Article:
How do we learn?

Understanding How People Learn


The ALT-Members email list is a fascinating place where members of the ALT community discuss a variety of issues related to everyday practice. Recently, Daniel Scott asked what he thought was an obvious question, but one that has generated some interesting responses. To paraphrase his invitation email:


… what methods are there to find out as much as we can about individuals to help them learn more effectively? What can the learner(s)/teacher(s) be asked? A typical teacher identifies the content, but how can we find about how those learners learn?

Ultimately a question like this prompts us to question the very act of learning and what it is to be a student:

To me; learning is about interaction and engagement, not just passive intake of didactic ‘content’. (Matt Jenner)

Many of the responses that followed identified both traditional and contemporary ways to investigate the act of learning. For example, Stephen Powell’s response emphasised the role of feedback…

Evaluate feedback loops as the key mechanism for learning… Either way, the key point is that learners are able to make judgements about what they have learned and where to go next. (Stephen Powell)

… whilst Sarah Honeychurch emphasised how learning analytics can help us understand how students learn (citing Dragan Gasevic’s work). Some others focussed on the importance of digital literacies and the academic staff’s skill base (Sue Greener). Tom Worthington suggested the experience of being a student, for example via Massive Open Online Courses (MOOCs) can be a critical factor in understanding what works for learners in contemporary education. Sticking with the online theme, Steve Locke-Wheaton also questioned the role of the teacher in online learning:

I would argue that the role of the teacher in online learning is not to try to discover the “learning style” of each participant (this doesn’t scale even if you could do it) but to allow learners to choose their own pathway through a variety of engaging tasks. (Steve Locke-Wheaton)

Understanding the ‘learning style’ is an interesting concept, with many people across the sector relying on the likes of VARK spectrums and Myers-Briggs tests, etc. Interestingly one of the first responses to the original post was by Clive Buckley, suggesting we ignore such learning styles. Matt Jenner picked up on learner claims of  ‘I am a visual learner’, to which he responds: ‘you just like pretty graphics – most of us do when given the choice’. He’s right though – this can be a dangerous and destructive line for learners to take, as they tend to turn away from other media because they believe they can’t/won’t learn that way. In reality, it’s much more likely that we learn through a blend of the different modes, what the VARK spectrum describes as ‘Multimodal’.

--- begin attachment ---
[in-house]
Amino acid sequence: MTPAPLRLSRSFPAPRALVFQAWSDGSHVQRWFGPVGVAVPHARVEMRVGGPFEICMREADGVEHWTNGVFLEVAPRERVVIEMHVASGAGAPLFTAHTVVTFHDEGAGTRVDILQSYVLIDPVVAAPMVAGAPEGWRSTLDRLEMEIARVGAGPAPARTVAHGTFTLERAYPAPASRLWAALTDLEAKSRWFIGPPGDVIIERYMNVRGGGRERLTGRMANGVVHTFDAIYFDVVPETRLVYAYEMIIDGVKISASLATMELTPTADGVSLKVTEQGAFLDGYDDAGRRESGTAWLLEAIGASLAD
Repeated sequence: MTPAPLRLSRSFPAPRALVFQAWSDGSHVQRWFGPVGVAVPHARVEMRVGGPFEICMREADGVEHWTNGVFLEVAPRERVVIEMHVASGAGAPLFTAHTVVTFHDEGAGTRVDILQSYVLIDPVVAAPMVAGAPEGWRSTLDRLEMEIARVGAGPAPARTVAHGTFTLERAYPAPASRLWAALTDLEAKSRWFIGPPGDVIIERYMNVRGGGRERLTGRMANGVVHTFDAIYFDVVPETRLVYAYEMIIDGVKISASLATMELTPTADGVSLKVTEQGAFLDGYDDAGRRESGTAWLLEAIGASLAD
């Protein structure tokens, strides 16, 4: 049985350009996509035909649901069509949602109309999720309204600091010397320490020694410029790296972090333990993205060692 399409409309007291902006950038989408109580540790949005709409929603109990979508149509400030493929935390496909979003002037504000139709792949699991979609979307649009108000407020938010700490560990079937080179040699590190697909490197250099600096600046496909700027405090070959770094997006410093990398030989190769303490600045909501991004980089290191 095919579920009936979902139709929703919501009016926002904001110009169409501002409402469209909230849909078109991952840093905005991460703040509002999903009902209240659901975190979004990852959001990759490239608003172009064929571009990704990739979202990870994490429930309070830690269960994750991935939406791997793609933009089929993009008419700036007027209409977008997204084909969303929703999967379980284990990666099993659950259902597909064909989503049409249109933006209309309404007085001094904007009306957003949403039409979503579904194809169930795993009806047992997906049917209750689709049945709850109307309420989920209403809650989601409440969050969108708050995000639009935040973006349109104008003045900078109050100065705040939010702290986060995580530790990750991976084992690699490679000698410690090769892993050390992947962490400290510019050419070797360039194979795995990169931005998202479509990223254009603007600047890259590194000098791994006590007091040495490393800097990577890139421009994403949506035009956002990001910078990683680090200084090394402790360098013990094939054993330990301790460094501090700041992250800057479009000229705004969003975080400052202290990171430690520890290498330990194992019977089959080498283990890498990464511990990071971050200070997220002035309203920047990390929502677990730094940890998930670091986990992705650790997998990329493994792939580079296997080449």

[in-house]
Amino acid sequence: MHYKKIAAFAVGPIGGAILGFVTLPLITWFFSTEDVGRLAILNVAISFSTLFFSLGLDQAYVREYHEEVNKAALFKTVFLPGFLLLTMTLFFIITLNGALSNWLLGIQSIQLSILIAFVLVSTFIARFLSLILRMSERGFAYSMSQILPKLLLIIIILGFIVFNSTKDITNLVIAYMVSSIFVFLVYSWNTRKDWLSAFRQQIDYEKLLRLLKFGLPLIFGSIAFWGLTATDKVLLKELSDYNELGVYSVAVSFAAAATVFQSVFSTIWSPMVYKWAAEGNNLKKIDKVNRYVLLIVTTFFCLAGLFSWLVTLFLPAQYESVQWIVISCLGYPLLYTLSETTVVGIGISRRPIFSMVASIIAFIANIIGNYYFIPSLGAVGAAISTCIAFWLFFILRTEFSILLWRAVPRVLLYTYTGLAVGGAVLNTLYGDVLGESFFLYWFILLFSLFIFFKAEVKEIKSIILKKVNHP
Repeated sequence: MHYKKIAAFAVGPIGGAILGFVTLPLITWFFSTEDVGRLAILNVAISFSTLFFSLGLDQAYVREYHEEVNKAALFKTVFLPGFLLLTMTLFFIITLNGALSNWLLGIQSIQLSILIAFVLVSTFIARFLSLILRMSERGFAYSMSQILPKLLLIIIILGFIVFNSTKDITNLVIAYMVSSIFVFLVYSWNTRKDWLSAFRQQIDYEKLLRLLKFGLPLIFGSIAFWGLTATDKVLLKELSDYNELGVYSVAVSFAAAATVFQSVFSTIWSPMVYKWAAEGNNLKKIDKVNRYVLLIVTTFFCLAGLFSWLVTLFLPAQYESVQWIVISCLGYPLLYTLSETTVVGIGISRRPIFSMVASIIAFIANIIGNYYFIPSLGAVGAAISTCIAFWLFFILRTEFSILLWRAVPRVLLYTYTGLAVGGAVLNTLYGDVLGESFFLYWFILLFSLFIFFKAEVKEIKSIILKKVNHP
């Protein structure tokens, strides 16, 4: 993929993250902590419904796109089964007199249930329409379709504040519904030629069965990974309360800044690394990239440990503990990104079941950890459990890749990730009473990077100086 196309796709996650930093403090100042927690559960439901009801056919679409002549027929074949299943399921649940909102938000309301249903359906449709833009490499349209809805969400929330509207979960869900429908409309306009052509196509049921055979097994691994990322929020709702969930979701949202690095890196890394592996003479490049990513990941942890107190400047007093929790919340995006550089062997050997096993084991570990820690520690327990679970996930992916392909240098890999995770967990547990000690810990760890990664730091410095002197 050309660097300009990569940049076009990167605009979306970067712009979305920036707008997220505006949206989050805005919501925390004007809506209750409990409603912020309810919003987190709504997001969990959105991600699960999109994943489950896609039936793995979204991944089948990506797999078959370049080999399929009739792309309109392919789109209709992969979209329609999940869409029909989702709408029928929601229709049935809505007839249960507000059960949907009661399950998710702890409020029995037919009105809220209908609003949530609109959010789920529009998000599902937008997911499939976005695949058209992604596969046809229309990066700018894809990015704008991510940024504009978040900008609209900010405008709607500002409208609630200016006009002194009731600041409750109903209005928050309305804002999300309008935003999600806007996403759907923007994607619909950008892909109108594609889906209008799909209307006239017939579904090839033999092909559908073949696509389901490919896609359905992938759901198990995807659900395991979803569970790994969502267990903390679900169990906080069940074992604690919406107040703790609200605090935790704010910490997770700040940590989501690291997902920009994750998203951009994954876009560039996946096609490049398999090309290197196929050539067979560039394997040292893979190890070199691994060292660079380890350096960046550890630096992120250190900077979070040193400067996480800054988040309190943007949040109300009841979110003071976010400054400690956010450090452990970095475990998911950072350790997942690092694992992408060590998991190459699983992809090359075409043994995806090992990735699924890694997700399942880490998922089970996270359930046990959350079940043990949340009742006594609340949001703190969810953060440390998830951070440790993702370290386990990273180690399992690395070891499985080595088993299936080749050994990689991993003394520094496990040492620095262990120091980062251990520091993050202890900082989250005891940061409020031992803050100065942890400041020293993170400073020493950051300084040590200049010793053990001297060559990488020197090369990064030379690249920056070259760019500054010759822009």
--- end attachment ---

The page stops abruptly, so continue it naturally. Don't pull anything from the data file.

This post could go on for some time in attempting to summarise the conversation further. For me there are a number of interesting points to consider when thinking about how we learn:

  • Do we have a shared understanding of what it is to learn? Is it about answering questions and passing a test to ensure compliance and basic business objectives (Gavin Henrick), or is about an individual’s right to enquiry, academia and ‘learning for learning’s sake’ (Sarah Honeychurch)?;
  • Understanding the technicalities of how and where we learn best: formats and modes; active learning; situated learning; group learning; problem-based learning and learning by doing;
  • In considering networked learning and approaches such as Connectivism, should we be more concerned with the make up of networks and the flow of information rather than the content itself?

If you are not on the email list, or you haven’t managed to get involved, there are lots of questions and interesting discussion you’re missing out on. You can head over to the Jiscmail Subscribers Corner to register, see the archives and catch up!


Flickr photo by GotCredit shared under a Creative Commons (BY) license

Although this post was put together by Peter Reed (@reedyreedles), Lecturer in Learning Technology at the University of Liverpool, much of the content was generated by members of the community on the ALT-Members email list.

If you enjoyed reading this article we invite you to join the Association for Learning Technology (ALT) as an individual member, and to encourage your own organisation to join ALT as an organisational or sponsoring member

Leave a Reply

Your email address will not be published. Required fields are marked *